The Indian football team centre-back opened up on a rough start to his career to captaining the Blue Tigers.
Sandesh Jhingan may be one of the hottest properties in Indian football at the moment, and with him being a free player, the talk of the town every day is speculating his next move to a prospective club.
But it was not long back when Jhingan had got rejected by a lot many 2nd and even 3rd division clubs in Kolkata, and that had put the sturdy central defender quite in jeopardy over his footballing future.
“It was during the starting phase of my career. Back then I was looking for clubs and I appeared for quite a few trials at a number of clubs in Kolkata — even in the second and third divisions. But I was rejected by all,” Jhingan revealed in a chat with AIFF.
“That is when I realised that I had to work harder in order to realise my dream,” he smiled. And that was when he was “picked-up by United Sikkim Football Club.”
“That really was a dream come true for me. A couple of months back, I had been rejected by so many clubs in Kolkata, and now I was joking with Renedy bhai and Bhaichung bhai,” Sandesh stated. “We used to train under coach Stanley Rozario when we saw Renedy (Singh) bhai taking some freekicks,” recalled Jhingan. “I just felt like going on my knees and kissing his feet. When I shook hands with Bhaichung bhai, I didn’t feel like washing my hands afterwards.”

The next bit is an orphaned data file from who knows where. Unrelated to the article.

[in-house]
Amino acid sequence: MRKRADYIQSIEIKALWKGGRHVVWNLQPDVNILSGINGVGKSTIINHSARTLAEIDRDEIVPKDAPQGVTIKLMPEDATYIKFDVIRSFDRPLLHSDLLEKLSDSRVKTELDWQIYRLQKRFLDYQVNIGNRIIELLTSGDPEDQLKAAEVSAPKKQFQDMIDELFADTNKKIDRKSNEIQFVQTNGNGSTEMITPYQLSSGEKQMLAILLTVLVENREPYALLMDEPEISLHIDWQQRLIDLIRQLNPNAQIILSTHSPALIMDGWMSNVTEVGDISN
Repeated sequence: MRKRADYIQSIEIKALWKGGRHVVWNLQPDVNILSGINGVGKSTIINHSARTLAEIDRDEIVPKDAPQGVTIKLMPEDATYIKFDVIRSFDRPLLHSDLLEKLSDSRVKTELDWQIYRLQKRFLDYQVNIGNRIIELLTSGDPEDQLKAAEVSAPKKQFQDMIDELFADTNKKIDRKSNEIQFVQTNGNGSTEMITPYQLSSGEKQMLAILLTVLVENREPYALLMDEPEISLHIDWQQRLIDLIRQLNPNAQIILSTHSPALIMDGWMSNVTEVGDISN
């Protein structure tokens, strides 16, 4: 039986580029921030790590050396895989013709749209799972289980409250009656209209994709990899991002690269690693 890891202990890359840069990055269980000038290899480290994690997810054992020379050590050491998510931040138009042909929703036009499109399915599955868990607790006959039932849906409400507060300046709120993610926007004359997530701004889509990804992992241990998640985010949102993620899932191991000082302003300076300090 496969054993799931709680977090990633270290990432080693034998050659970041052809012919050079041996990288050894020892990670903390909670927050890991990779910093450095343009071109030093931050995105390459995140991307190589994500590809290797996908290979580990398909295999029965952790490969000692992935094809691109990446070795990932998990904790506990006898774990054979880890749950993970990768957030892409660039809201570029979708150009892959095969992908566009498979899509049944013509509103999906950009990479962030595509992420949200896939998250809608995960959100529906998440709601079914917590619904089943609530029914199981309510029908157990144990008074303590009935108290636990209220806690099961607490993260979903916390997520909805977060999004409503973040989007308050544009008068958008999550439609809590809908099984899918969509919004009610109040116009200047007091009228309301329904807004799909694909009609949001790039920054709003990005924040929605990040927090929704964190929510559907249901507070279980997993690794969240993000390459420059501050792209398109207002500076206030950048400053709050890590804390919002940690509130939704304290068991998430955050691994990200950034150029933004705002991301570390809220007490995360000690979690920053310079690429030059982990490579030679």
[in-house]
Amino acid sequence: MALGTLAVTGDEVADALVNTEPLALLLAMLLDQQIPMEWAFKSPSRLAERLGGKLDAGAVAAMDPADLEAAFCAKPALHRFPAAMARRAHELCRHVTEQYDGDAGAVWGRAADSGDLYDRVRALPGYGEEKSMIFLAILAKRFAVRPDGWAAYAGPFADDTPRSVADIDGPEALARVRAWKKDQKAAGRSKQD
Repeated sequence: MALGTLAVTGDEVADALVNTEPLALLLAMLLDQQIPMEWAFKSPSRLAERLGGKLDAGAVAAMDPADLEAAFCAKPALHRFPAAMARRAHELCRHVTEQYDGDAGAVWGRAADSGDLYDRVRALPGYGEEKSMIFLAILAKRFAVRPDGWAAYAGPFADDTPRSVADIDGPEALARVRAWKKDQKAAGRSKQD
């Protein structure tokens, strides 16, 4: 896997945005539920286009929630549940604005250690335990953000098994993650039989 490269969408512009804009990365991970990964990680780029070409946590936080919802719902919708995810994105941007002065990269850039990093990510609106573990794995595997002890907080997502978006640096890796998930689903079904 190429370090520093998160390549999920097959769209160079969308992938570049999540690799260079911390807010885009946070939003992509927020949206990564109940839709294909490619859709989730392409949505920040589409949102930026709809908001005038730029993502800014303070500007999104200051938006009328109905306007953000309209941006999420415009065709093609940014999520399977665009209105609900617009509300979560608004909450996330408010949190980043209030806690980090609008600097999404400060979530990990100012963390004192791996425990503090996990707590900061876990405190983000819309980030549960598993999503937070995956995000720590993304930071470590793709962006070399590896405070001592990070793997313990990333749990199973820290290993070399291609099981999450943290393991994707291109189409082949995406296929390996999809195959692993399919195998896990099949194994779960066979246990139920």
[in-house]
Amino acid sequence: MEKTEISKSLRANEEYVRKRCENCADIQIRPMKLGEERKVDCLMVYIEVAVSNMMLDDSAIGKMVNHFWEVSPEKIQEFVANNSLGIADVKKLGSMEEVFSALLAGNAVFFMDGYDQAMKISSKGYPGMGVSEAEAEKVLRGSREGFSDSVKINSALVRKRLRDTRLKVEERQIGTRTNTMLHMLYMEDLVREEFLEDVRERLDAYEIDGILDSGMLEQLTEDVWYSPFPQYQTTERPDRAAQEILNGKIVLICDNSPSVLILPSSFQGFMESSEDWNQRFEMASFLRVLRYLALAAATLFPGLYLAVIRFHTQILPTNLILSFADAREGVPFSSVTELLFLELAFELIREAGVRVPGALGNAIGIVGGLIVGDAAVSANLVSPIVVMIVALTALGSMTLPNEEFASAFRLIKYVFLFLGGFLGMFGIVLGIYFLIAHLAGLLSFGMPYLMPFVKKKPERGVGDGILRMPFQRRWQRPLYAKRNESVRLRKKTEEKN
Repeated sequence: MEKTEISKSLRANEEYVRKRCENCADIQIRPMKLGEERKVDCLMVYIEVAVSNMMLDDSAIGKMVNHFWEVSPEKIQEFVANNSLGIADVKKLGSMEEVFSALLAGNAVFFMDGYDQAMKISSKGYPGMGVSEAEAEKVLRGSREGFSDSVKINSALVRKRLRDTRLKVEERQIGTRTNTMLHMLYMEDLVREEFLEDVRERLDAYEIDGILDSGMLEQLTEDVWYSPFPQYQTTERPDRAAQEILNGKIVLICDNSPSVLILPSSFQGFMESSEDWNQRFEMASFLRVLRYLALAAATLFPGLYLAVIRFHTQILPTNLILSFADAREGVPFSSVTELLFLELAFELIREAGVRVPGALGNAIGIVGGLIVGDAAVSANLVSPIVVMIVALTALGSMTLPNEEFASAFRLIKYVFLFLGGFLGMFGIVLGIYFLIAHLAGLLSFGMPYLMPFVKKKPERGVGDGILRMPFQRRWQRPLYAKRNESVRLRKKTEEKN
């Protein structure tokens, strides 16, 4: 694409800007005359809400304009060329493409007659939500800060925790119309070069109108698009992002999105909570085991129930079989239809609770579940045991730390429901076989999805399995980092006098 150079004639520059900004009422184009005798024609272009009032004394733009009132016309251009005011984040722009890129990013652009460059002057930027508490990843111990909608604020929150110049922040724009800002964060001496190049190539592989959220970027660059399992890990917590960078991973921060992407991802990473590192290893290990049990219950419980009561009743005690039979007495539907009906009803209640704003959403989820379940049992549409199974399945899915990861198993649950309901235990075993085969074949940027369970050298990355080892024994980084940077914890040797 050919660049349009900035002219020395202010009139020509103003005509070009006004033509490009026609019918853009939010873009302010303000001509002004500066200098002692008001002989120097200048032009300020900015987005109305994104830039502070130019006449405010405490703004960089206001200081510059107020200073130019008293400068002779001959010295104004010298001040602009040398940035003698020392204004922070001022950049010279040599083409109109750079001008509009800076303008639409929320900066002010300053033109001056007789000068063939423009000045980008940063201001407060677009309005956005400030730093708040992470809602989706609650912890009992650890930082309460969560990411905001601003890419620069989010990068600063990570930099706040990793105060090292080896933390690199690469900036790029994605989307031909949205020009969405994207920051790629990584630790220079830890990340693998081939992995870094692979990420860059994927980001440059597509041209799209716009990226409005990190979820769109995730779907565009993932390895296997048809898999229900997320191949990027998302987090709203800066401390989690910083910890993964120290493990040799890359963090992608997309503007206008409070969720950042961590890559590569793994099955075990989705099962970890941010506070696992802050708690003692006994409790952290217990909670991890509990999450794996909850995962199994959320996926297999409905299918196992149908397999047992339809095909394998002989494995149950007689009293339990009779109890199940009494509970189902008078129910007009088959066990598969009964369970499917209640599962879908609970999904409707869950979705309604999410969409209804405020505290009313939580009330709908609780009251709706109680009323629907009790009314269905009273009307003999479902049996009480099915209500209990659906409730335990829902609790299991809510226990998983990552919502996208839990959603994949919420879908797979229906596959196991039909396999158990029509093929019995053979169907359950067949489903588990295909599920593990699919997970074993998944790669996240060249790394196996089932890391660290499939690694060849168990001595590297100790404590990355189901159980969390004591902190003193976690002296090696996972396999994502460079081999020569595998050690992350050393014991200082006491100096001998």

Since then, “enjoying situations” is what has enabled him to perform upon his shoulders, Jhingan maintained. “There’s immense pressure when you’re captaining a nation of 1.3 billion people,” said Jhingan. “The eyes are on you, and the stakes are high. But these are situations that I tend to enjoy a lot. There is, after all, an immense honour in wearing the captain’s armband.”
“Not everybody gets the opportunity to lead a country of 1.3 billion. Perhaps when I look back, I could tell my kids about such experiences,” he continued.
“But the leadership role does not just end with the guy wearing the armband, it’s about all the players. You may be the captain, but you still have to do your job on the pitch,” concluded Sandesh Jhingan.